Lichen Nitidus: An Unusual Case in an Adult

Charles E. Crutchfield III, MD

,
Eric J. Lewis, MD

An otherwise healthy 4-year-old boy was brought for evaluation of a mildly pruritic rash, which had been present for approximately 8 months. The developmental history of the eruption was equivocal, and the child's mother reported no aggravating or ameliorating factors.

An otherwise healthy 4-year-old boy was brought for evaluation of a mildly pruritic rash, which had been present for approximately 8 months. The developmental history of the eruption was equivocal, and the child's mother reported no aggravating or ameliorating factors.

Physical examination revealed hundreds of uniform, pinhead-sized, smooth, cream- to flesh- colored, flat-topped papules, predominantly on the abdomen, chest, and back. The palms, soles, mucosa, and nails were not involved. Drs Eric J. Lewis and Charles E. Crutchfield III of Minneapolis made the diagnosis of lichen nitidus based on this fairly classic presentation; in atypical cases, a skin biopsy may be required to confirm the diagnosis.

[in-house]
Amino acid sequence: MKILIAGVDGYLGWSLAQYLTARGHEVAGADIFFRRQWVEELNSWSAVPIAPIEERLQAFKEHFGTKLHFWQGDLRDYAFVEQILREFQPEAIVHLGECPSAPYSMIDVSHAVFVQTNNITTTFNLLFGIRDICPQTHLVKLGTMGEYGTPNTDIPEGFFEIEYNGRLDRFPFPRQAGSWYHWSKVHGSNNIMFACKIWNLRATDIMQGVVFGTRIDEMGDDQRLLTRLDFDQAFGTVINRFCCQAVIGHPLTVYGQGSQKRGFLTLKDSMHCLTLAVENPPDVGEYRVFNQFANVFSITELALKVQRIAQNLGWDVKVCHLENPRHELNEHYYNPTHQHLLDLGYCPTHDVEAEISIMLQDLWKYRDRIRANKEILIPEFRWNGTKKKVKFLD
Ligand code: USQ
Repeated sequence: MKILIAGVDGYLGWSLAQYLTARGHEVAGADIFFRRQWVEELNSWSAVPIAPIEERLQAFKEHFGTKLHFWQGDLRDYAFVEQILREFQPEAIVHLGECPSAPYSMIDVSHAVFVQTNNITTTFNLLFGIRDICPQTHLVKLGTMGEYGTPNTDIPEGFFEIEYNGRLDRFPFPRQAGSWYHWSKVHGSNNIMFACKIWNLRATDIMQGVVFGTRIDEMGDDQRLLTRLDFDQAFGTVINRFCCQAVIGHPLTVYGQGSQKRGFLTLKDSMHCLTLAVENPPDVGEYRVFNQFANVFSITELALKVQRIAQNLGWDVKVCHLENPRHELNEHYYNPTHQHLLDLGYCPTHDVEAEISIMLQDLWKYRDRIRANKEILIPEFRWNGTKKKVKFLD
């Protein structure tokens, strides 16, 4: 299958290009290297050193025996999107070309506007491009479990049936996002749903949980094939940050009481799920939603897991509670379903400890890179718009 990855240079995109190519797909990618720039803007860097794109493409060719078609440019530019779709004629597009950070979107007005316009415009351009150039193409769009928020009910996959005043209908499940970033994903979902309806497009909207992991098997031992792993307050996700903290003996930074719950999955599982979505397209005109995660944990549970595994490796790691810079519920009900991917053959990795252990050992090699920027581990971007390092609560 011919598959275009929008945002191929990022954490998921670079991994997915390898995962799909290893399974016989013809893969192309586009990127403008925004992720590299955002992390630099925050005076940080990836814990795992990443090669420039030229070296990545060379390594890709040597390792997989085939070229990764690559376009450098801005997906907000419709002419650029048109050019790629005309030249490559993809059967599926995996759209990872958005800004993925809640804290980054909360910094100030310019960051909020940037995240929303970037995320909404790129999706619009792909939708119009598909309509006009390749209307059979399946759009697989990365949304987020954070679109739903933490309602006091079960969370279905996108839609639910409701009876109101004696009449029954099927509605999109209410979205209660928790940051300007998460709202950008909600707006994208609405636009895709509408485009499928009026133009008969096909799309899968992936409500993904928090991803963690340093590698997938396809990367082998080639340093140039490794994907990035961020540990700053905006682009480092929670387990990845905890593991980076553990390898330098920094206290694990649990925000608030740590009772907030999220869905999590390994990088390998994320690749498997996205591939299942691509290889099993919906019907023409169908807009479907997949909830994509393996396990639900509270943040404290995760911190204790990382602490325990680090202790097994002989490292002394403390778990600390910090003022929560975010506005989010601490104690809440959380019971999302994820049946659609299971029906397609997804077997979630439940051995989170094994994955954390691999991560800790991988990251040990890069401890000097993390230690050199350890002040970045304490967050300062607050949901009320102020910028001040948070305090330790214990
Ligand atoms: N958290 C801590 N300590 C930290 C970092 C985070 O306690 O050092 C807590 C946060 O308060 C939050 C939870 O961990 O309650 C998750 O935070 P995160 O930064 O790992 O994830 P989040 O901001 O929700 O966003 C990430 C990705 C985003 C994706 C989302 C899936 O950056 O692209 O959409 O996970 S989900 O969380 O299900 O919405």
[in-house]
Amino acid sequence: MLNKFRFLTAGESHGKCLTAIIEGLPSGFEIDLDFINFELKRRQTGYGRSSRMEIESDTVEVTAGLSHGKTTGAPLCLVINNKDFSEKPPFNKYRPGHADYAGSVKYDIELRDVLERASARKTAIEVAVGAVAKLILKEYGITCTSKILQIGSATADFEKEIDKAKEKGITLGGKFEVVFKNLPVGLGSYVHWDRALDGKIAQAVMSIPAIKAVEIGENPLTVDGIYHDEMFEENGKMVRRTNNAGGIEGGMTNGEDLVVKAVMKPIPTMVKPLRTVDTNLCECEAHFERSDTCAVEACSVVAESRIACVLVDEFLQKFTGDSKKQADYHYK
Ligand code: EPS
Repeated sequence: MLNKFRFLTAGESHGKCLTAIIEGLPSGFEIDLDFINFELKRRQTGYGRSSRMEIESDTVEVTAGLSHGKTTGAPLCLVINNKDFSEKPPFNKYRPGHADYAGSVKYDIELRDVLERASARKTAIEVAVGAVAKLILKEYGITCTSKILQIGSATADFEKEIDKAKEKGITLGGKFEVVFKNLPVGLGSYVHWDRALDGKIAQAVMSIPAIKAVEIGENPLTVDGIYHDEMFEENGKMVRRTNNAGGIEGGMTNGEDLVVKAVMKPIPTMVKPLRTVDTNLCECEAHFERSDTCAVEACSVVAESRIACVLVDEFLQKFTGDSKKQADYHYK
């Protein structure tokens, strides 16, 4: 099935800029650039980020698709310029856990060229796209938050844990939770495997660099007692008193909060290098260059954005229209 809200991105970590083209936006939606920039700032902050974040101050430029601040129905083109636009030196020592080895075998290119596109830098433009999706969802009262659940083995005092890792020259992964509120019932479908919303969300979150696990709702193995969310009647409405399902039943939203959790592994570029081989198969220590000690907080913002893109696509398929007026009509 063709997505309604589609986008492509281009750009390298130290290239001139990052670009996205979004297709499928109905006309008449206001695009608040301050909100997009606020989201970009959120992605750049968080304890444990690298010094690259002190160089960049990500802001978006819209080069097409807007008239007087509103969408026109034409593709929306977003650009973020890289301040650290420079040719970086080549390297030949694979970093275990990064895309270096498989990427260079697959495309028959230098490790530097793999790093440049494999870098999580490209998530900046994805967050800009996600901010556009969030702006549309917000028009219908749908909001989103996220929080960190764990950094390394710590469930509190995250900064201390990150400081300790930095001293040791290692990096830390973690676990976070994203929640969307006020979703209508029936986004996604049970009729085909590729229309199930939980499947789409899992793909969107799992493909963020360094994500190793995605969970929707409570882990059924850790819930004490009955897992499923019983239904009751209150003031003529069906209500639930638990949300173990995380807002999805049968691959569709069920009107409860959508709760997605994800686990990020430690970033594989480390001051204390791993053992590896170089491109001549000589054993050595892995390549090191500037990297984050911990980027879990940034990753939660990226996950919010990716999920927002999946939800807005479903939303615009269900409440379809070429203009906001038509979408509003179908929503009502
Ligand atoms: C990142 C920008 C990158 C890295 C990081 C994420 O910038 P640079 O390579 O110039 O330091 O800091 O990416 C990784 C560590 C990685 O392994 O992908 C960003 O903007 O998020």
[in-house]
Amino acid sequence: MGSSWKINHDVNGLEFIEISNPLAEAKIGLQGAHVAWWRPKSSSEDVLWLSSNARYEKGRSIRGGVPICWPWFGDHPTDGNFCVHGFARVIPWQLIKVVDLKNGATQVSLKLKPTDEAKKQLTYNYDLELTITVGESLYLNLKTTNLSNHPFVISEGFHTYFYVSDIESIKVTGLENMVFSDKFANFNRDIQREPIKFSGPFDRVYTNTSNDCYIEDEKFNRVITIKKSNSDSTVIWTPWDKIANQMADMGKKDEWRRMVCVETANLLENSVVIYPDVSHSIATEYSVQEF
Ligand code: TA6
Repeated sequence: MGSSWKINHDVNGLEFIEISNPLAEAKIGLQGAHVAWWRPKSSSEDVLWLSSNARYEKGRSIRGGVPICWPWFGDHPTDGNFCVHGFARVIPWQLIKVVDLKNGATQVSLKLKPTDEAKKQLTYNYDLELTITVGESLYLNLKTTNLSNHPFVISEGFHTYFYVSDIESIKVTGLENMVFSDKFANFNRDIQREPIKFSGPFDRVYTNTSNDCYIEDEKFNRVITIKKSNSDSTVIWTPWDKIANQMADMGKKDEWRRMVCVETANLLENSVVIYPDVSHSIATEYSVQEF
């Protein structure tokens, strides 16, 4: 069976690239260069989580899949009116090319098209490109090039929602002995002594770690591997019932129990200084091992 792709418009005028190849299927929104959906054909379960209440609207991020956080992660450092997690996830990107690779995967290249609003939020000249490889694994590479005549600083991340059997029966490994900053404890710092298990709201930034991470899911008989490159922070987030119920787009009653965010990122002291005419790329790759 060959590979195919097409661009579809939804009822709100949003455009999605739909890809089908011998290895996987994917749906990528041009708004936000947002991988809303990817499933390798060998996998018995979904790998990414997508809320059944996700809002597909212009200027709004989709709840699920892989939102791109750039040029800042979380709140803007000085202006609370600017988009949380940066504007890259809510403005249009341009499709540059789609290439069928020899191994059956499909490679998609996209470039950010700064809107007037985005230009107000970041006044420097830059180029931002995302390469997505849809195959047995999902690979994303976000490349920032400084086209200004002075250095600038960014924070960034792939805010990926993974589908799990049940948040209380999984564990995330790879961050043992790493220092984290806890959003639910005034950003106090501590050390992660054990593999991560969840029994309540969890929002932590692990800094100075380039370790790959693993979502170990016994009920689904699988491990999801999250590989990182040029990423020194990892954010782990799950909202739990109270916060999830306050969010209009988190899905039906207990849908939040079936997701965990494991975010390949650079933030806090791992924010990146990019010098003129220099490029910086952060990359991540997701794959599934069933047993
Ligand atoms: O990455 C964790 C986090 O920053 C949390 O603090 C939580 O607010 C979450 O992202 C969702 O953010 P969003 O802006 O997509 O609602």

Drs Lewis and Crutchfield note that lichen nitidus is a chronic papulosquamous disorder of unknown cause that was first reported in 1907. The majority of cases occur during childhood and in persons of color, particularly African-Americans. No gender predilection has been documented, but some report that the condition may occur slightly more frequently in males.

The sites affected in this patient are common areas of involvement, as are the upper extremities and genitals. However, lesions may occur anywhere on the body. Immunohistochemical examination of the infiltrating cells reveals that lichen nitidus is not a variation of lichen planus, as some might believe.

The clinical course usually is benign and self-limited; the majority of rashes resolve within a few months to a few years. Treatment consists of patient (or parent) education and symptomatic measures. Such measures include the application of topical keratolytic and antipruritic moisturizer/emollients, particularly after bathing. Hydroxyzine hydrochloride and diphenhydramine hydrochloride may be used if the pruritus interferes with sleep.

REFERENCES:
1.
Pinkus F. Lichen nitidus. Arch Dermatol Syphilology. 1907;88:11-16.
2. Smoller BR, Flynn TC. Immunohistochemical examination of lichen nitidus suggests that it is not a localized papular variant of lichen planus. J Am Acad Dermatol. 1992;27:232-236.